Boron nitride (BN) is a crystal composed of nitrogen and boron atoms. Its structure and properties are very similar to graphite, and can be used as high-temperature lubricants, heat shielding materials, etc. Boron nitride has several different crystal types, corresponding to different physical properties, so that it can be used in various application scenarios [58]. One of the forms of existence of BN is boron nitride nanotubes (BNNTs), one of the structural analogues of carbon nanotubes (CNTs). It possesses excellent properties of CNTs such as thermal and chemical stability, electrical insulation properties. For BNNTs' peculiar shape, it can be used as a boron agent and also a nano drug carrier with high boron density which is suitable for BNCT. However, the BN nanoparticle is highly hydrophobic and not biocompatible, which leads to further surface modification. Nakamura et al. prepared a dispersed solution of BNNTs with the mPEG-DSPE protocol. Experiments proved that it could be significantly accumulated in B16 melanoma cells, and was a more effective boron carrier compared with BSH [59]. In another study, a human epidermal growth factor receptor-2 (HER-2) targeting antibody was conjugated to a BNNT/β-1,3-glucan complex, which showed excellent deliverability and improved BNCT efficacy, confirmed its potential in clinical use (Figure 6A) [60]. Similarly, Singh et al. also prepared a nanostructured boron nitride, which morphological examination showed that this boron nitride was in a transient state from two-dimensional hexagonal sheets to nanotubes. Different from ordinary boron nitride materials in the past, this nano-BN was synthesized at a relatively low temperature by modifying the synthesis techniques, which made it have high dispersion in water and be better absorbed by the body, so that it was more suitable for BNCT. Furthermore, the researchers validated its suitability for use in BNCT with different cell lines [61]. Some other research strategies have made the safety and biocompatibility of boron carriers the primary concern. Li et al. designed a boron nitride nanoparticle (BNNP) that can degrade on demand (Figure 6B). A layer of phase-transitioned lysozyme (PTL) was coated on the outside of BNNPs, which could reduce its loss and prolong the blood circulation during drug transportation. After intravenous injection of BNNPs, vitamin C would be given subsequently to resolve the outer PTL, boosting the release of boron nanocrystals and its clearance in other major organs. These on-demand degradable BNNPs could be used in treating triple negative breast cancer, which is difficult to deal with using common treatment methods. With the high boron content and excellent biocompatibility, it could be considered a feasible solution for triple-negative breast cancer (Figure 7A) [62, 63].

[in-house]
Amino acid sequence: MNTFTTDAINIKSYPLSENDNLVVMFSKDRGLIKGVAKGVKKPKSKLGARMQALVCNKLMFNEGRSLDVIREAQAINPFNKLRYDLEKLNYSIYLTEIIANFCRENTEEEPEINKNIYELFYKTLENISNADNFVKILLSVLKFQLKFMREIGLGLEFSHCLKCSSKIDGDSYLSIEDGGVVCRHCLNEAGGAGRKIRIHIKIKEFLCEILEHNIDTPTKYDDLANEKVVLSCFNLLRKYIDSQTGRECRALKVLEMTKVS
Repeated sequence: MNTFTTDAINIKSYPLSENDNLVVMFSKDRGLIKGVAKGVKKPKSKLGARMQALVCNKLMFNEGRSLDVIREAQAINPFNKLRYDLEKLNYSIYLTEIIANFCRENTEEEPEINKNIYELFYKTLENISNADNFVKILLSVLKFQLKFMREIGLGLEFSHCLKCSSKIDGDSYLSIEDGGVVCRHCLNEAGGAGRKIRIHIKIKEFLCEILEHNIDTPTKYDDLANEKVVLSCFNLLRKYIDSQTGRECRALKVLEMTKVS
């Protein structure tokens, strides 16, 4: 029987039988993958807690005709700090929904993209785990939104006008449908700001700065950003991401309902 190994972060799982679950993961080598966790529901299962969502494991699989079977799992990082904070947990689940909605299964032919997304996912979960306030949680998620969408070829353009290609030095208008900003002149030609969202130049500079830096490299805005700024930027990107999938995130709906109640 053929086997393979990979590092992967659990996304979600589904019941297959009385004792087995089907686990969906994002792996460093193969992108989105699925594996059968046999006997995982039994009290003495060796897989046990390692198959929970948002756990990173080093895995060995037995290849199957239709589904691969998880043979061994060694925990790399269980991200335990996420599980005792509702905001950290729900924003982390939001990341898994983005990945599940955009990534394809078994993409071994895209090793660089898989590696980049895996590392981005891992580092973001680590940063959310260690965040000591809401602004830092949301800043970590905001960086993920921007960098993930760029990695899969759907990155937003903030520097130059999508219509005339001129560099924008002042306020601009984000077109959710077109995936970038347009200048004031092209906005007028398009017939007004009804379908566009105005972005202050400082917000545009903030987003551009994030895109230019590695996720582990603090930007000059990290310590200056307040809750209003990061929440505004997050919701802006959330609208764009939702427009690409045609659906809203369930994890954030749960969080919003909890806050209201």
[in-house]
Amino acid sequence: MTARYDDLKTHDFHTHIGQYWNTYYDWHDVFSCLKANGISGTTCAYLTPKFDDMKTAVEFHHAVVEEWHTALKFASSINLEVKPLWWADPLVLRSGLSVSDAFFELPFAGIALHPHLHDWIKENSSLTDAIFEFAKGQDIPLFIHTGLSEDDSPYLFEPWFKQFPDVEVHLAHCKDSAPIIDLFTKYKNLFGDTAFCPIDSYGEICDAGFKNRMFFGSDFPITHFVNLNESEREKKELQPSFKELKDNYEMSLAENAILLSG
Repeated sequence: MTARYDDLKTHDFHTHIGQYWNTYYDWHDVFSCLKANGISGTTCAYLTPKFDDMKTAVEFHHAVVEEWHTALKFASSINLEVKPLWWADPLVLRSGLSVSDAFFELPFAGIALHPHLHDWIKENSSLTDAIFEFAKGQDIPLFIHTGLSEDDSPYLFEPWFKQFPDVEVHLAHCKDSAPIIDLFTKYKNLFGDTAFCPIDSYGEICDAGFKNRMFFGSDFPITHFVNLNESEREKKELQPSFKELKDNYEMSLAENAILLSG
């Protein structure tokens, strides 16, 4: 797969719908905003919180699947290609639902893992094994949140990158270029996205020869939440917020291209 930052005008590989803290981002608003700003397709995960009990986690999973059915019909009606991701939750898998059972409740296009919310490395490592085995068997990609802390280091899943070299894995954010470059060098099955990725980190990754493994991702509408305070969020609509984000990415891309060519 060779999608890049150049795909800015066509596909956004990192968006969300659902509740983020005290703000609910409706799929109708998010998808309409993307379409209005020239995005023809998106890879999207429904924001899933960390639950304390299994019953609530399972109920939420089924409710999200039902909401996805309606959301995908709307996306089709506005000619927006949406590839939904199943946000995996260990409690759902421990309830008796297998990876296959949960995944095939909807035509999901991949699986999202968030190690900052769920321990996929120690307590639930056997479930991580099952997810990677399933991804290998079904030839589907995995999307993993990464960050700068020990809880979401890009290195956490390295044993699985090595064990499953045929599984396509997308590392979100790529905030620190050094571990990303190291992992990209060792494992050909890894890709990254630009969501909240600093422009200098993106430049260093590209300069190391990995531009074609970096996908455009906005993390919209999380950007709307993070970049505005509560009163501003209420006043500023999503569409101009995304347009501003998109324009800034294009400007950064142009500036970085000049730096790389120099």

In another study, it was reported 10B-enriched hexagonal-BNNPs grafted with poly(glycerol) could enhance the nanoparticles' stealth efficiency and accumulation in tumors, resulting in a high 10B concentration of 102.1 µg/g tumor cells and substantial eradication of CT26 tumor after one single injection and neutron radiation (Figure 7B) [64]. Different forms of existence of boron nitride will also affect its function in BNCT. Li et al. fabricated boron nitride nanosheets (BNNS) as a nanocarrier to combine NCT and chemotherapy by loading doxorubicin on their surface (Figure 7C). This ultrathin nanosheet structure had great potential to add chemotherapy drugs inside and its boron-containing property could boost the drug release after giving low-energy neutron beam irradiation. Such combination treating method could enhance the therapeutic effect by inhibiting the self-repair behavior of cancer cells, which could be applied in cold tumors such as triple negative breast cancer. Both in vitro and in vivo experiments on this BNNS showed ideal antitumor effects, hinting that it could be seen as a promising nanostructure in BNCT [65]. Boron carbon oxynitride (BCNO) is another family of boron nitride, which is a non-toxic and earth-friendly phosphor with application in high contrast cellular imaging and toxic metal sensors. Lan et al. prepared a polyethylene-glycol-coated boron carbon oxynitride nanoparticle (PEG@BCNO), it showed better therapeutic performance in animal models than that of 10BPA [66]. Besides PEG@BCNO, Chiang et al. coated BCNO with polyethyleneimine (PEI), the PEI@BCNO exhibited higher boron content of 48μg B/g of tumor cell, while PEG@BCNO only reached 16μg 10B/g of tumor cell in in-vitro studies (Figure 7D) [67]. However, these nanoparticles lack targeting ability towards tumor cells, so further surface modification with antibody or specific proteins might largely improve the tumor cell uptake of 10B, which leads to better clinical effects.